All posts tagged ‘Web Standards’

File Under: CSS, HTML, Web Apps

Zen Coding Auto-Generates HTML from CSS

Writing HTML can be something of a pain. Angle brackets and long tags names mean you’ll spend more time typing awkward code than your average programming task requires.

Good text editors and development environments like BBEdit, Eclipse or Adobe Dreamweaver can help simplify your HTML workload, but what we’ve always longed for is a Markdown-like way to create raw HTML.

Smashing Magazine’s Sergey Chikuyonok recently unveiled a programming tool called Zen Coding that isn’t quite Markdown-level bliss, but it’s pretty close. Chikuyonok created Zen Coding from a very basic idea: what if CSS selectors could not just target HTML tags, but also generate them?

In other words, if you’re using Chikuyonok’s tools, writing CSS like this:


will generate HTML markup like this:

<div id="content">




Veteran coders will likely protest that there are already tools like SparkUp and Haml which do very similar things (though with a slightly different syntax). However, Zen Coding offers some nice plugins for popular text editors that SparkUp lacks, and Zen Coding isn’t language-specific like Haml (which is primarily of use to Ruby on Rails developers).

Under the hood, Zen Coding accomplishes two things. First, it expands abbreviations written the form of CSS selectors, and second, it’s able to match tag pairs so it correctly closes your tags.

Consider this somewhat more sophisticated bit of code:


A mere single line of code. When run through Zen Coding’s expander and tag matching tools, it becomes a basic HTML page:

<!DOCTYPE html PUBLIC "-//W3C//DTD XHTML 1.0 Transitional//EN"


<html xmlns="" xml:lang="en">



   <meta http-equiv="Content-Type" content="text/html;charset=UTF-8" />



   <div id="header">

       <h1 id="logo"></h1>

       <ul id="nav">

           <li class="item-1"><a href=""></a></li>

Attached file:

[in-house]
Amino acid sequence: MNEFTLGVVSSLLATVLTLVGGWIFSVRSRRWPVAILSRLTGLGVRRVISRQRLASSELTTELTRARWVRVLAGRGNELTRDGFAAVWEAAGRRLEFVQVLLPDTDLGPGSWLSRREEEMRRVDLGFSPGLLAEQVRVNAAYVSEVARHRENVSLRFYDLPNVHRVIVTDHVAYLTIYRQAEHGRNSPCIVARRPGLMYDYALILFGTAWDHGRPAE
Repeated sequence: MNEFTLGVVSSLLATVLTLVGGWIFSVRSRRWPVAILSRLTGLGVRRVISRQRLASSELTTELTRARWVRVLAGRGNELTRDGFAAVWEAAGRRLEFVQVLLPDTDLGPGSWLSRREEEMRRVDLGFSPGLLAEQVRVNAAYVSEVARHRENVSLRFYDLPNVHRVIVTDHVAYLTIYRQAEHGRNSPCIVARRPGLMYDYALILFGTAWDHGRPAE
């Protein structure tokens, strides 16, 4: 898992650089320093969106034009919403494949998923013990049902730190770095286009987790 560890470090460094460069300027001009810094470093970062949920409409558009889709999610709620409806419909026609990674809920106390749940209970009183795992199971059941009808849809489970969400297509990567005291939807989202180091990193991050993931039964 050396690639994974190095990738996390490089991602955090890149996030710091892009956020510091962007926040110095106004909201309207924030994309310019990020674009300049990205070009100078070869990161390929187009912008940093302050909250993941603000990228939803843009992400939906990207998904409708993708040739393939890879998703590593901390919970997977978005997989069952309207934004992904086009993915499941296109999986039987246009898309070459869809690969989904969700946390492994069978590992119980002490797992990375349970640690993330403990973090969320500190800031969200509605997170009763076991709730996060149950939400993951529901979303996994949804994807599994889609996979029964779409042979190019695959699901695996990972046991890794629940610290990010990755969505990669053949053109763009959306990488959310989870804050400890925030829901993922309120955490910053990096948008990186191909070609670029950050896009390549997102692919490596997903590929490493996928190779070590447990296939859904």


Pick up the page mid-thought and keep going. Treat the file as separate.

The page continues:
<li class="item-2"><a href=""></a></li>

           <li class="item-3"><a href=""></a></li>

           <li class="item-4"><a href=""></a></li>

           <li class="item-5"><a href=""></a></li>





The syntax is a little more complex than simple CSS selectors. For instance, the item-$*5 bit in the example above is used to generate five <li> tags, but it won’t take long to commit the few quirks to memory.

The easiest way to wrap your head around the power of Zen Coding is to watch the demo movie that Chikuyonok put together.

A new way of writing HTML code using CSS-like selector syntax

Our only real gripes with Zen Coding are that it lacks HTML5 support and insists on XHTML syntax. However, since HTML5 isn’t a standard recommendation and there are only a handful of tags where the difference between XHTML and HTML is important, we’re willing to overlook those deficiencies.

If you’d like to give Zen coding a try, there’s a sample online editor available, just use ctrl+, to expand your selectors. If you like Zen Coding’s approach, there are a few plugins available for text editors. Head over to Smashing Magazine and grab a plugin for Aptana (cross-platform), Coda (Mac), Espresso (Mac) or Emacs (cross-platform). The abbreviation expanding tools also work in plugins for TextMate, TopStyle, Sublime, GEdit and the editArea online editor.

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File Under: Web Basics

Opera Releases Online Web Development Course

Opera, the company behind the browser of the same name, is trying out a new way to help drive web standards: teaching.

The browser is known for rendering web pages under strict adherence to established web standards. Now the company is releasing an online course, or Opera Web Standards Curriculum, to help teach budding website developers those standards right from the start.

The site and curriculum, released in association with the Yahoo! Developer Network, covers basic subjects such as HTML, CSS and design theory. The course authors are all established web developing professionals within industry, and their course material helps guide students on programming websites using the latest approved web standards. Opera’s hope is to teach good web development practices to the next generation of web developers.

The tutorials are all released under the Creative Commons license, meaning you can share the work all you want for non-commercial purposes as long as you use attribution.

Using web standards is a good thing. Typically web developers have to modify code to ensure the web page appears correctly on the most popular browsers, such as Internet Explorer and Firefox. The more developers adhere to web standards, the more likely browsers will too — and vice versa.

If web standards are adopted by all browsers and developers, it will make everyone’s job easier. These days, most web programs need to detect browser types and work around browser incompatibilities to ensure the page displays correctly.

Opera is headed in a good direction by teaching people to code correctly from the start, hopefully reducing the probability of poor site code in the future.